numeric_limits<double>::epsilon() gives the error of (double)1.0
in the sense that 1+epsilon is the next double value which is represented.
But how can we calculate the error of arbitrary double number?

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Last Post by merse

Given a number x, you want to find epsilon with the following two properties:

1) x + epsilon != x

2) If 0 <= y < epsilon, x + y == x.

It should not be terribly hard to find the value of epsilon by binary search.

Yes, but its very slow for me.
But an estimate is good for me.
We can use the known representation of double numbers.

If you use the known representation of double numbers, your program will work only on machines that use that representation. If you use the binary-search technique I suggested, it will run anywhere.

I want to use error handling, which means every number has a mean value and an absolute error, which can be a real error or error due to the representation.

I think that basically the double representation is the same on every platform. Or the only variable is the number of used bytes. But this is not a serious problem. So, can anyone tell me a function which can be used as an estimate?

I have tried the following code:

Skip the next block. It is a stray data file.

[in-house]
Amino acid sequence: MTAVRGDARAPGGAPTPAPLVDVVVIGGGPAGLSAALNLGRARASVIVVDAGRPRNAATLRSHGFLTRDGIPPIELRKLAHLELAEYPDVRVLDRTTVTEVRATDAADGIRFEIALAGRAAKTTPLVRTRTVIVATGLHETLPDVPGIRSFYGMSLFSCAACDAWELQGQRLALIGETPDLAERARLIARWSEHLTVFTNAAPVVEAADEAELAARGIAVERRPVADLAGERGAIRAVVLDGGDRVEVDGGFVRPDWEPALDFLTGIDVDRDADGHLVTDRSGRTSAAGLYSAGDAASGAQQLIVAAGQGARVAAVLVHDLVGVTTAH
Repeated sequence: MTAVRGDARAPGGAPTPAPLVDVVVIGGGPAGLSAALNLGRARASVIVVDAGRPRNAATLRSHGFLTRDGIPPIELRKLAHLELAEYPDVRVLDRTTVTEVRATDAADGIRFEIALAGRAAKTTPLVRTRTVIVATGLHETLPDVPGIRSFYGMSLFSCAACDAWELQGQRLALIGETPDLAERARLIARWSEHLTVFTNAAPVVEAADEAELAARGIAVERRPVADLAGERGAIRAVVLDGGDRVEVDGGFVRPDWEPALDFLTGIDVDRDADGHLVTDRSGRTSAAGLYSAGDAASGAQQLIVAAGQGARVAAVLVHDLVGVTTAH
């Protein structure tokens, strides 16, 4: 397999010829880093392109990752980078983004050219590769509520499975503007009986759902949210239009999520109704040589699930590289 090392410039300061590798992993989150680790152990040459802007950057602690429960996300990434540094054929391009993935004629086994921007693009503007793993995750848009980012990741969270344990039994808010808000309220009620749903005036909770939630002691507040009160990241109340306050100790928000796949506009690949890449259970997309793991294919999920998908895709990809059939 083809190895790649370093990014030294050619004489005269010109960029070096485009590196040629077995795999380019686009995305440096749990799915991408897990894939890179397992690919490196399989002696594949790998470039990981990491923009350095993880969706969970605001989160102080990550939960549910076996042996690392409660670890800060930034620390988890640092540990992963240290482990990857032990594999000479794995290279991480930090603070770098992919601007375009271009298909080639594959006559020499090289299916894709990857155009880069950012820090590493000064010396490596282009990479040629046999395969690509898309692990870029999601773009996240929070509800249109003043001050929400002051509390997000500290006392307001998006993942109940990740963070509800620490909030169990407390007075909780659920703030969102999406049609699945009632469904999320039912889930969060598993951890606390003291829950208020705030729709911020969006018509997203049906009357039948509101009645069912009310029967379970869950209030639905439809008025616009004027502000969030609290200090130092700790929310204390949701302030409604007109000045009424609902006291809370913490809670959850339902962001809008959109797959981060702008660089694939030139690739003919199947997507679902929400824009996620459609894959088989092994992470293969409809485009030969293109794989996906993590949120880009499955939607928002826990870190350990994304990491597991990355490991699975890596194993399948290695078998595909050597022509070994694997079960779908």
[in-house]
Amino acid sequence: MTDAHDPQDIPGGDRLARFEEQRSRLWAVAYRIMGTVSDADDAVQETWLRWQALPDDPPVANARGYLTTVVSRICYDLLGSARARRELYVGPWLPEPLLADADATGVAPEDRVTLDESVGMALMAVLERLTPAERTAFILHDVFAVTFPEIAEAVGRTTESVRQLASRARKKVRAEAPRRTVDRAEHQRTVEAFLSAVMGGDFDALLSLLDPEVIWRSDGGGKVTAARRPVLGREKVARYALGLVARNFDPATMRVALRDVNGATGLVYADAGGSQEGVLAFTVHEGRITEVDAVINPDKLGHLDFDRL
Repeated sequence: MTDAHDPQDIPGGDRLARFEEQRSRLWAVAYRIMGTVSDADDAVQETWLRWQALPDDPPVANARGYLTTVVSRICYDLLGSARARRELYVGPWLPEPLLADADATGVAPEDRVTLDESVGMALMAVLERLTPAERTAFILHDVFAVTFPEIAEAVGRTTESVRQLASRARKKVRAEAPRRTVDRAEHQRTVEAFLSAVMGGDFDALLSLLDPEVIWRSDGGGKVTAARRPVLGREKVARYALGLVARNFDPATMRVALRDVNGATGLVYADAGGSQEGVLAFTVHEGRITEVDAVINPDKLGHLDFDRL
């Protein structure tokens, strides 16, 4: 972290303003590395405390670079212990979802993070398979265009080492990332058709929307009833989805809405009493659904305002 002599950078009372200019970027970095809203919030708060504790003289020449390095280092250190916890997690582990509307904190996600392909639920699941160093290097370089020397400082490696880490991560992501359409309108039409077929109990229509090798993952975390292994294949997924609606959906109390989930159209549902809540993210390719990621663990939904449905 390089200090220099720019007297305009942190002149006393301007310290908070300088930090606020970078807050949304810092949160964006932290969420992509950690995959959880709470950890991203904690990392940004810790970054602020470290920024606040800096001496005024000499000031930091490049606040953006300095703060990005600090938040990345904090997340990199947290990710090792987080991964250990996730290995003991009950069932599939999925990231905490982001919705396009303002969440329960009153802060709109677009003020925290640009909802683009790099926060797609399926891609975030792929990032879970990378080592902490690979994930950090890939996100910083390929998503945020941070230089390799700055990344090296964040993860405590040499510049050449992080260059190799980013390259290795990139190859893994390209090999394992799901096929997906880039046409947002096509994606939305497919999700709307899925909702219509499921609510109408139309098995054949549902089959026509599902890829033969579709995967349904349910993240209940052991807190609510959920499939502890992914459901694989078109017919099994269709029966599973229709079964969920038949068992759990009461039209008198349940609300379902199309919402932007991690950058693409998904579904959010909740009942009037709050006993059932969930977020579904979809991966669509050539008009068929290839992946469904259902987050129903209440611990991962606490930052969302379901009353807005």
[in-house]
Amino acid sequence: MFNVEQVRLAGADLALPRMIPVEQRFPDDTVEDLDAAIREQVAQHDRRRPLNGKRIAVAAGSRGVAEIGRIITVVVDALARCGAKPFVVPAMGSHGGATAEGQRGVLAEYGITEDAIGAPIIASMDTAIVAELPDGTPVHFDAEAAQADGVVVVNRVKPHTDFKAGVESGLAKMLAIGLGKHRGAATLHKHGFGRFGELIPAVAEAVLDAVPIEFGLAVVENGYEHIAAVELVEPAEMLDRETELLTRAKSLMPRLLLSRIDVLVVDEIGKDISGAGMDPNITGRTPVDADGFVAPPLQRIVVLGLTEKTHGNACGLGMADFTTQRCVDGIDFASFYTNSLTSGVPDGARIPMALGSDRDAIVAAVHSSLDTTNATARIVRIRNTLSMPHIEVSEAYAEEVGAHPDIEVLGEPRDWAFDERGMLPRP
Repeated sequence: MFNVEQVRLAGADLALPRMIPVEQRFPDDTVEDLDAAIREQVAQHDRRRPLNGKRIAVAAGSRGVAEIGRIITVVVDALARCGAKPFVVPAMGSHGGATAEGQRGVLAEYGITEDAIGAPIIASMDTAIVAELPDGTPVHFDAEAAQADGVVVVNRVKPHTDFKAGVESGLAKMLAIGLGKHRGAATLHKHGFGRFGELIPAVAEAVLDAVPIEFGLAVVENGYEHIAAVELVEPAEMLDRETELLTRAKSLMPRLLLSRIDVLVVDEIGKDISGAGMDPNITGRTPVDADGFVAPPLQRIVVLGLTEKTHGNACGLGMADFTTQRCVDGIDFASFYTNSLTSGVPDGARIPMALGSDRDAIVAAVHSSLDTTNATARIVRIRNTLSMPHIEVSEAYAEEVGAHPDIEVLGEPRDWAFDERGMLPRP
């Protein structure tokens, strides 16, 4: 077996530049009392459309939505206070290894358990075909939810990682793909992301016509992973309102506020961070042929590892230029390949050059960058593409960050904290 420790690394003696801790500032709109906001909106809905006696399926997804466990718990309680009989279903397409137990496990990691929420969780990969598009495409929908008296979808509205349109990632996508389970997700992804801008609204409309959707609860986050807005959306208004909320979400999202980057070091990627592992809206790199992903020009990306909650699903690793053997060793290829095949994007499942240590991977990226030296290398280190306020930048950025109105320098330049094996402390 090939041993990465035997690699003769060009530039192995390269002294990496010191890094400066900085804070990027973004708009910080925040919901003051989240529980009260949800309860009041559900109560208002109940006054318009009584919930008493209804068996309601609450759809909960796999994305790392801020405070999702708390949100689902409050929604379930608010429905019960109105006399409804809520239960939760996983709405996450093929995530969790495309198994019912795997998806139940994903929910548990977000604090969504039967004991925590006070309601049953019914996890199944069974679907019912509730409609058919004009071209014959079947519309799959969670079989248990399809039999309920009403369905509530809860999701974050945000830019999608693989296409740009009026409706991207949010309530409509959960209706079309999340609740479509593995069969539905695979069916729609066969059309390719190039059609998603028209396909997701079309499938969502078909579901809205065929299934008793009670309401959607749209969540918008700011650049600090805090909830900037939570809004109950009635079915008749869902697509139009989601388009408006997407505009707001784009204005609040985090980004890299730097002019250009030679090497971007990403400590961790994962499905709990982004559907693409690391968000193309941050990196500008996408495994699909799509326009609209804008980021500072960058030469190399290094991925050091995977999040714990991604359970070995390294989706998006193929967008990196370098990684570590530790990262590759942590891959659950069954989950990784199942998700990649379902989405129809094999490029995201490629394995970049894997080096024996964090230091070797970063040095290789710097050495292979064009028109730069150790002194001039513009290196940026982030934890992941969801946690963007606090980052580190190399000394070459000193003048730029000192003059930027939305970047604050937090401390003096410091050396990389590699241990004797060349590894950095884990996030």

``````#include <iostream>
#include <limits>

using namespace std;

int main()
{
for(double x = 1e-10; x < 1e11; x *= 10)
{
cout << x;

double s = 0;

for(double y = x; y == x; y = x+(s+=x*1e-20)) {}

cout << " " << s/x << endl;
}

cout << "epsilon(): " << numeric_limits<double>::epsilon() << endl;

return 0;
}``````

The output is:

1e-010 6.46e-017
1e-009 1.034e-016
1e-008 8.28e-017
1e-007 6.63e-017
1e-006 1.059e-016
1e-005 8.48e-017
0.0001 6.78e-017
0.001 1.085e-016
0.01 8.67e-017
0.1 6.95e-017
1 1.111e-016
10 8.89e-017
100 7.11e-017
1000 5.69e-017
10000 9.1e-017
100000 7.28e-017
1e+006 5.83e-017
1e+007 9.32e-017
1e+008 7.46e-017
1e+009 5.97e-017
1e+010 9.55e-017
epsilon(): 2.22045e-016

Why is the calculated value for 1 is only the half of epsilon()?

I think that a good estimation is error x = x*1e-16;

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